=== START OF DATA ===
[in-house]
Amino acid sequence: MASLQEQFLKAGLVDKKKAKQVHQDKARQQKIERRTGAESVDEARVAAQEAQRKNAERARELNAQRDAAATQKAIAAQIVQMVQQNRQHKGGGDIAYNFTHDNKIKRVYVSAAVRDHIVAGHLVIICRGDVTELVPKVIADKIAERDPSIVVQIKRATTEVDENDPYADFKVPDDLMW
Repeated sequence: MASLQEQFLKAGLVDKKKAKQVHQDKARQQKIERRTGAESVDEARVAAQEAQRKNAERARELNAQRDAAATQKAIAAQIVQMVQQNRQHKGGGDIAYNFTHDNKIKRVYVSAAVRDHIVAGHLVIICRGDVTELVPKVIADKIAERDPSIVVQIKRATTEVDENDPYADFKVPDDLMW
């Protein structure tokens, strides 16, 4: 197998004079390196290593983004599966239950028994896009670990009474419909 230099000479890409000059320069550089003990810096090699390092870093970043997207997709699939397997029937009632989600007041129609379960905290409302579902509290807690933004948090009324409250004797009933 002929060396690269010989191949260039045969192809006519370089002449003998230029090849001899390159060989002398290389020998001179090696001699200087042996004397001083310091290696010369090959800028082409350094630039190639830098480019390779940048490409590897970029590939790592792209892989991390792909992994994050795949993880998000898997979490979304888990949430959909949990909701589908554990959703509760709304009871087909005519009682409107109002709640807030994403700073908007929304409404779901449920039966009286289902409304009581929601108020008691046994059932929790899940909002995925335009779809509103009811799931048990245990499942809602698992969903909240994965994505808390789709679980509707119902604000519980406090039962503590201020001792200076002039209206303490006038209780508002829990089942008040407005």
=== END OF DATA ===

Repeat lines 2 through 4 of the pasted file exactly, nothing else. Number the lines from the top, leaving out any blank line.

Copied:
Amino acid sequence: MASLQEQFLKAGLVDKKKAKQVHQDKARQQKIERRTGAESVDEARVAAQEAQRKNAERARELNAQRDAAATQKAIAAQIVQMVQQNRQHKGGGDIAYNFTHDNKIKRVYVSAAVRDHIVAGHLVIICRGDVTELVPKVIADKIAERDPSIVVQIKRATTEVDENDPYADFKVPDDLMW
Repeated sequence: MASLQEQFLKAGLVDKKKAKQVHQDKARQQKIERRTGAESVDEARVAAQEAQRKNAERARELNAQRDAAATQKAIAAQIVQMVQQNRQHKGGGDIAYNFTHDNKIKRVYVSAAVRDHIVAGHLVIICRGDVTELVPKVIADKIAERDPSIVVQIKRATTEVDENDPYADFKVPDDLMW
């Protein structure tokens, strides 16, 4: 197998004079390196290593983004599966239950028994896009670990009474419909 230099000479890409000059320069550089003990810096090699390092870093970043997207997709699939397997029937009632989600007041129609379960905290409302579902509290807690933004948090009324409250004797009933 002929060396690269010989191949260039045969192809006519370089002449003998230029090849001899390159060989002398290389020998001179090696001699200087042996004397001083310091290696010369090959800028082409350094630039190639830098480019390779940048490409590897970029590939790592792209892989991390792909992994994050795949993880998000898997979490979304888990949430959909949990909701589908554990959703509760709304009871087909005519009682409107109002709640807030994403700073908007929304409404779901449920039966009286289902409304009581929601108020008691046994059932929790899940909002995925335009779809509103009811799931048990245990499942809602698992969903909240994965994505808390789709679980509707119902604000519980406090039962503590201020001792200076002039209206303490006038209780508002829990089942008040407005």